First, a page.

College Football’s Best 2018 Offensive Lines: Notre Dame

[dt_divider style=”thick” /]Throughout the remainder of the off-season, I will be previewing the best returning offensive line units in college football. These previews will give us the opportunity to scout some of the top offensive line prospects for the 2019 NFL Draft, while also highlighting those whose names we will likely see in 2020 and beyond.

There’s really something to be said about winning a TEAM award in college football. In general, there aren’t many awards given to a group of guys that epitomizes their profound teamwork displayed on the field game-in and game-out. There are plenty of awards that are given to players based on their individual performances, like the Heisman, Bednarik, Biletnikoff, and Jim Thorpe Awards. However, players are still able to win most of these awards regardless of the successful of the rest of the team around them.

When the Notre Dame offensive line took home the Joe Moore Award in 2017, it was a testament to their unparalleled communication and camaraderie that they displayed in every game from the first whistle to the last. And you might be thinking “oh well of course they won the award. They had two All-Americans and both of them went in the top-10 of the draft!” Well, as easy as this fact is to point at, this is definitely not the case. The University of Iowa won the award in 2016 in a year they had zero All-Americans and numerous starting lineups due to injury. They also beat out powerhouse programs Alabama and Ohio State, both of whom are known for vacuuming up top talent and spitting out NFL players.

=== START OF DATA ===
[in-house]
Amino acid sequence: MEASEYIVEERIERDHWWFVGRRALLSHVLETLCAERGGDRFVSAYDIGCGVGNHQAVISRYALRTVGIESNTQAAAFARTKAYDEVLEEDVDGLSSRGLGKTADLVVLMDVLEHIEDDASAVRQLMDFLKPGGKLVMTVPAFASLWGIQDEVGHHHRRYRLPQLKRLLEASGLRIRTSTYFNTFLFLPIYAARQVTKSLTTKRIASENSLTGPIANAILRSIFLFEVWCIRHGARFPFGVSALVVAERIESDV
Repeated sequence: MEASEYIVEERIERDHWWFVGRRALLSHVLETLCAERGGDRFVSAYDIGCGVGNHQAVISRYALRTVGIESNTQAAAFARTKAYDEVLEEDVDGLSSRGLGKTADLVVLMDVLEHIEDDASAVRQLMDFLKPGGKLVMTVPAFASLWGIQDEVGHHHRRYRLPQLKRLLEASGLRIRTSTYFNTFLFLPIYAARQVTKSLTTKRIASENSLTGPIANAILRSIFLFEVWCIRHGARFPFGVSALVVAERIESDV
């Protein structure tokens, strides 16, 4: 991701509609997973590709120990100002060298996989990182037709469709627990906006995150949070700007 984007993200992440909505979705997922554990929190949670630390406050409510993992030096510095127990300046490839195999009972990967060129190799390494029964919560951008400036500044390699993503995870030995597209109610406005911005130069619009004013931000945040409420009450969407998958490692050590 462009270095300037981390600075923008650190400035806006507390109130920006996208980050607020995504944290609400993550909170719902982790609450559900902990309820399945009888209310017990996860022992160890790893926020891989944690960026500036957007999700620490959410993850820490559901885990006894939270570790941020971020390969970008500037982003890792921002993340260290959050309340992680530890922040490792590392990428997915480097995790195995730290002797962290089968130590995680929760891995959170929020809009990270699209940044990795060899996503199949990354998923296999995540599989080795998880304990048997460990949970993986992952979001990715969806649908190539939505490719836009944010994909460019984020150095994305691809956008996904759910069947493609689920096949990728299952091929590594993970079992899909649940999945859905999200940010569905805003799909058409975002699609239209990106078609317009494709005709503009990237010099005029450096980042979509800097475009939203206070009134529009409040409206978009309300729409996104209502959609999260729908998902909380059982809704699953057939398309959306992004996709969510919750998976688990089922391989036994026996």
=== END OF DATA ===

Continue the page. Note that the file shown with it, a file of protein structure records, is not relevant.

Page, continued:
Do you still think star-power is the key? I didn’t think so.

The Fighting Irish lost two All-Americans to the NFL, as left guard Quenton Nelson and left tackle Mike McGlinchey were drafted by the Colts (6th overall) and 49ers (9th overall), respectively. Two players do not make up an entire offensive line, no matter how talented, and the Irish are lucky enough to bring back their starting center, right guard, and right tackle from last year’s squad. They also boast some young and exciting talent that should be able to step right in and man the large voids left by the Nelson and McGlinchey.

Until summer camp starts, it’s difficult to piece together the expected starting five due to all kinds of extenuating factors that may rear their head prior to the season such as injuries, off-field issues, and the like. For these previews I will be taking the starting five from their spring practices plus what ramblings I can find from team-related websites in order to piece together the most realistic starting group.

Left Tackle – #74 Liam Eichenberg / 6-6 ⅛ 303lbs. / Redshirt Sophomore

According to Tyler James of the South Bend Tribune, redshirt sophomore Liam Eichenberg is slated as the number one option at left tackle after a phenomenal month of spring practices. Head coach Brian Kelly went on the record saying that he loves Eichenberg’s size and reach at the position, noting that he prefers to have the better length at the left tackle position over the right tackle spot.

Eichenberg had a shot to crack the starting lineup as a redshirt freshman but Tommy Kraemer came out of camp with right tackle duties while fellow freshman Robert Hainsey was slotted in as his backup. This left Eichenberg as the next man in behind McGlinchey at left tackle where he could learn from one of the best in the nation at the position. Eichenberg played in just five games this past season, usually in Notre Dame’s blowout victories.